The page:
Dismiss Notice
Join Physics Forums Today!
The friendliest, high quality science and math community on the planet! Everyone who loves science is here!

Taylor series error term - graphical representation

  1. Nov 3, 2012 #1
    Hello all,
    Recently I've found something very interesting concerning Taylor series.
    It's a graphical representation of a second order error bound of the series.
    Here is the link: http://www.karlscalculus.org/l8_4-1.html [Broken]

    My question is: is it possible to represent higher order error bounds in a similar way?
    For example: third order error term would have "3! = 6" in a denominator...
    I know that Taylor series is based on Mean Value Theorem and I know the proof of it.
    However it would become much clearer if it was possible to represent error bounds in a graphical way.

    Have a nice weekend.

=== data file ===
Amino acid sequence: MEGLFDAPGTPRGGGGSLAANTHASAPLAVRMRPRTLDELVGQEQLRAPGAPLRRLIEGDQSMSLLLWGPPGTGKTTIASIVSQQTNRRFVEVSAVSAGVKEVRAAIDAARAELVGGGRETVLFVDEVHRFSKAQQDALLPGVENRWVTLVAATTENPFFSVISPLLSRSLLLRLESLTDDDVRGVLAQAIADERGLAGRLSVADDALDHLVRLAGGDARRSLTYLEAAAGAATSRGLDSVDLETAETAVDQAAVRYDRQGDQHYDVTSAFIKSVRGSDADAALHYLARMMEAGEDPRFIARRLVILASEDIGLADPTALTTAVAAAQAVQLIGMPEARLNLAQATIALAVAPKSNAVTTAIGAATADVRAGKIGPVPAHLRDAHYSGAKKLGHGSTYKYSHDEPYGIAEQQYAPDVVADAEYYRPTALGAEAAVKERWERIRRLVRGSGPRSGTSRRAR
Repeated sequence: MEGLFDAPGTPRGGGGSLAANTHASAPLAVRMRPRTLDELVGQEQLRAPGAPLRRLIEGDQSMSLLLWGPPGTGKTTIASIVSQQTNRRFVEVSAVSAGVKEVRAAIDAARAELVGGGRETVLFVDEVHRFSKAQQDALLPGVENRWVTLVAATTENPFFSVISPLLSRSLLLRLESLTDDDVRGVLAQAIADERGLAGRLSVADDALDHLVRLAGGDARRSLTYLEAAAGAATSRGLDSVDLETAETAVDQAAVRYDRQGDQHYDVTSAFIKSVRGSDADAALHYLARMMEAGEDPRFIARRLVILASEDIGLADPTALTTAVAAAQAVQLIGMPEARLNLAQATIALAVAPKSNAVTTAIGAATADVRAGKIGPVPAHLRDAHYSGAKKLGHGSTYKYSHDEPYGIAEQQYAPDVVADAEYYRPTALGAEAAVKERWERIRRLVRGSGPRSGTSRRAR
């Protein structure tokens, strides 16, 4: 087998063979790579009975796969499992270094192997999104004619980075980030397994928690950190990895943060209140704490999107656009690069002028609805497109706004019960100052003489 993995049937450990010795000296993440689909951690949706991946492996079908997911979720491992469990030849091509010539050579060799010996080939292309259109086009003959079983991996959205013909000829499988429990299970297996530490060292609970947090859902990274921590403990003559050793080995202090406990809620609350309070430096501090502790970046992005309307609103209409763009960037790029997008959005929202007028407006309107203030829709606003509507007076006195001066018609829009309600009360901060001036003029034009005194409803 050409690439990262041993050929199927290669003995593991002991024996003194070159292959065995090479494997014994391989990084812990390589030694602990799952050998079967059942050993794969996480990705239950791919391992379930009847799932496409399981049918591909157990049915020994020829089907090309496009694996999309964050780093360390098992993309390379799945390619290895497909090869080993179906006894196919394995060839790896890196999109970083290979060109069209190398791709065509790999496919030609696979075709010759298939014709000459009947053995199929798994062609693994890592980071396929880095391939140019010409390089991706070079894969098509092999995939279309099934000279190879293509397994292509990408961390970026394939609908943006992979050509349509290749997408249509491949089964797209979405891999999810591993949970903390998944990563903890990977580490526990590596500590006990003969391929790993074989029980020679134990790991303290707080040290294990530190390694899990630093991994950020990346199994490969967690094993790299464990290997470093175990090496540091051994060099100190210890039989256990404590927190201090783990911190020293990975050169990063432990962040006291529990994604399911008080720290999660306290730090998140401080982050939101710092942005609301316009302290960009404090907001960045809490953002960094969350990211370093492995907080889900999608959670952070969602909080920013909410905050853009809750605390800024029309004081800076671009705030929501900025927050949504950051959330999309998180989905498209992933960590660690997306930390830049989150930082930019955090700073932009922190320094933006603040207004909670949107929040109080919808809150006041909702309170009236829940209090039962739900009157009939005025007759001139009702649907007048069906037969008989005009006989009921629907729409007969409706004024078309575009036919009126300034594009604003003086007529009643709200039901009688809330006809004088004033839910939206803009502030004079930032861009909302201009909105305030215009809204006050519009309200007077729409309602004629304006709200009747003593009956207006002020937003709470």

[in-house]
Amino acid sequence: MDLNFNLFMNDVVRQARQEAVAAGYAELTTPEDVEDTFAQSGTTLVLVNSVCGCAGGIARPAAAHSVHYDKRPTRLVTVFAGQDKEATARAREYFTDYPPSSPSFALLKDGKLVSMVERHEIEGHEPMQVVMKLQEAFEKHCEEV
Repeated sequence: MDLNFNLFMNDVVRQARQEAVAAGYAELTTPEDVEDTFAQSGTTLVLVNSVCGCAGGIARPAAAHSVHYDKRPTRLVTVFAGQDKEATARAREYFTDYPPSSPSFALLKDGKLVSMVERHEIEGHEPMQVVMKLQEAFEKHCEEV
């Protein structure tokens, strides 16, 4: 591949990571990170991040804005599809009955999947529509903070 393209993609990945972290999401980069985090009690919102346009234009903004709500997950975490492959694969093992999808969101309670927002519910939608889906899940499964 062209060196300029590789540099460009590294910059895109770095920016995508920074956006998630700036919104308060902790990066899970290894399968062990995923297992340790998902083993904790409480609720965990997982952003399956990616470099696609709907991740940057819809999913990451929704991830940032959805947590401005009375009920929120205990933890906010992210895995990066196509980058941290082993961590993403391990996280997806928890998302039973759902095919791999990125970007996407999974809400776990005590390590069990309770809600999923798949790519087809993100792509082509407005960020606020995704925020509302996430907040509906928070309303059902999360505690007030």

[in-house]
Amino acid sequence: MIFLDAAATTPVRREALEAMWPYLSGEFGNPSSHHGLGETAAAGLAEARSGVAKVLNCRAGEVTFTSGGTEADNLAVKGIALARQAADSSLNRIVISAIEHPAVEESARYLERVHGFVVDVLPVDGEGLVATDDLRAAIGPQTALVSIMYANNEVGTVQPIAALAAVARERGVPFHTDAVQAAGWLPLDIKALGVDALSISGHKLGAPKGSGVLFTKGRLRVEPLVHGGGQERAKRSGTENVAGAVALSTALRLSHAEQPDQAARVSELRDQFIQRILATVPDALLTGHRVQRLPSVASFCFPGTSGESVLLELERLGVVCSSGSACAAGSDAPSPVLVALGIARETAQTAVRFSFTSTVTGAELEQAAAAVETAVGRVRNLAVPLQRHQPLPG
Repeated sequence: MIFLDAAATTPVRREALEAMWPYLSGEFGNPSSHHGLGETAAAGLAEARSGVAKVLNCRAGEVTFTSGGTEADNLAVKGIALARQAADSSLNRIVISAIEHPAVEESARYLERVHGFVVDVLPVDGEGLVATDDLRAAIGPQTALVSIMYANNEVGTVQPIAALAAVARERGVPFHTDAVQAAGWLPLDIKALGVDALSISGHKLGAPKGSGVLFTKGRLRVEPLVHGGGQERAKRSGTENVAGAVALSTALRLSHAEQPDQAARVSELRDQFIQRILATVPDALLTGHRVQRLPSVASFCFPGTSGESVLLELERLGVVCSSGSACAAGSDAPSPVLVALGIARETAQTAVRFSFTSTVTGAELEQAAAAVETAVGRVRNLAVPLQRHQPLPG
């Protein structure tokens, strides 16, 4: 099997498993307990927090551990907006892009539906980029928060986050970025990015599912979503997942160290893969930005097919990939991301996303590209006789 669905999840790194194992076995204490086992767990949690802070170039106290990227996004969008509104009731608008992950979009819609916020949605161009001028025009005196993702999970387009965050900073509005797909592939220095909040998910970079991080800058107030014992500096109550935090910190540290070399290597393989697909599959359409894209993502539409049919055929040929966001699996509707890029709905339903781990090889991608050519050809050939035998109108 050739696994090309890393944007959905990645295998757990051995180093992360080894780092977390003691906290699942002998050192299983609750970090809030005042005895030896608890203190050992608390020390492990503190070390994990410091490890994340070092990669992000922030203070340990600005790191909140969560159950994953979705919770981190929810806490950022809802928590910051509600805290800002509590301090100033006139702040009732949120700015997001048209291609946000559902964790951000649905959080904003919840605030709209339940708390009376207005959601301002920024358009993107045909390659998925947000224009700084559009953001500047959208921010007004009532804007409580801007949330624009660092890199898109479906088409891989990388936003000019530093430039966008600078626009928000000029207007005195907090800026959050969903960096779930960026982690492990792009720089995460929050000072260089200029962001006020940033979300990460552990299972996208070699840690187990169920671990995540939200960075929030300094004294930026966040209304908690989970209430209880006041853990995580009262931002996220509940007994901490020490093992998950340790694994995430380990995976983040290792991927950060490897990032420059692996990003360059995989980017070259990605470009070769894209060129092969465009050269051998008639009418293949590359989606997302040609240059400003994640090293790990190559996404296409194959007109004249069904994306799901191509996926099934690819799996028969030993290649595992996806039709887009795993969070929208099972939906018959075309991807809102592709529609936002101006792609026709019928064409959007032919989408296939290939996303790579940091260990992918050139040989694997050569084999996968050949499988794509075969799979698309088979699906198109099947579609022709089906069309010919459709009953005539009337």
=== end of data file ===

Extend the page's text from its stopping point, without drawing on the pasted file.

Last edited by a moderator: May 6, 2017
  2. jcsd
  3. Nov 3, 2012 #2

    lurflurf

    User Avatar
    Homework Helper

    Yes, see any calculus book, or this

    http://mathworld.wolfram.com/SchloemilchRemainder.html

    It follows from the mean value theorem

    Often in simple examples the error is well approximated by the next term as in

    [tex]\sin(x) \sim \sum_{k=0}^\infty \frac{x^k}{k!} \sin\left(
    x+k \frac{\pi}{2}\right)[/tex]
     
    Last edited: Nov 3, 2012
Know someone interested in this topic? Share this thread via Reddit, Google+, Twitter, or Facebook




Similar Discussions: Taylor series error term - graphical representation
  1. Taylor series (Replies: 7)

  2. Taylor series (Replies: 5)

Loading...